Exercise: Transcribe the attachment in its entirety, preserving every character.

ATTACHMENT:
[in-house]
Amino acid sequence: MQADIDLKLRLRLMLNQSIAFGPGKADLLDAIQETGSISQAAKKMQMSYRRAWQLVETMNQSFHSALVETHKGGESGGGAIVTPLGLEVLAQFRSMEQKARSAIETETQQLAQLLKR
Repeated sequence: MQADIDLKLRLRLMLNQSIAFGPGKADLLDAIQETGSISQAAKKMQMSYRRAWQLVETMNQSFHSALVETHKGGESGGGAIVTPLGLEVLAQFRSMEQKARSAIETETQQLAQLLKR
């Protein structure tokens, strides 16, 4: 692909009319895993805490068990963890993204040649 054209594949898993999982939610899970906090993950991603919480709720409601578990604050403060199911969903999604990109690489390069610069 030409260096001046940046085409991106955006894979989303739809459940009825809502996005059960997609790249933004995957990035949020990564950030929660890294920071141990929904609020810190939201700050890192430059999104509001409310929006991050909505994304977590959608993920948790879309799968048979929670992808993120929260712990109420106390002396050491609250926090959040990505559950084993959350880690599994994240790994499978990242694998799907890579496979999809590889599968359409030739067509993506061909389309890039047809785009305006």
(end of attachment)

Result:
[in-house]
Amino acid sequence: MQADIDLKLRLRLMLNQSIAFGPGKADLLDAIQETGSISQAAKKMQMSYRRAWQLVETMNQSFHSALVETHKGGESGGGAIVTPLGLEVLAQFRSMEQKARSAIETETQQLAQLLKR
Repeated sequence: MQADIDLKLRLRLMLNQSIAFGPGKADLLDAIQETGSISQAAKKMQMSYRRAWQLVETMNQSFHSALVETHKGGESGGGAIVTPLGLEVLAQFRSMEQKARSAIETETQQLAQLLKR
């Protein structure tokens, strides 16, 4: 692909009319895993805490068990963890993204040649 054209594949898993999982939610899970906090993950991603919480709720409601578990604050403060199911969903999604990109690489390069610069 030409260096001046940046085409991106955006894979989303739809459940009825809502996005059960997609790249933004995957990035949020990564950030929660890294920071141990929904609020810190939201700050890192430059999104509001409310929006991050909505994304977590959608993920948790879309799968048979929670992808993120929260712990109420106390002396050491609250926090959040990505559950084993959350880690599994994240790994499978990242694998799907890579496979999809590889599968359409030739067509993506061909389309890039047809785009305006």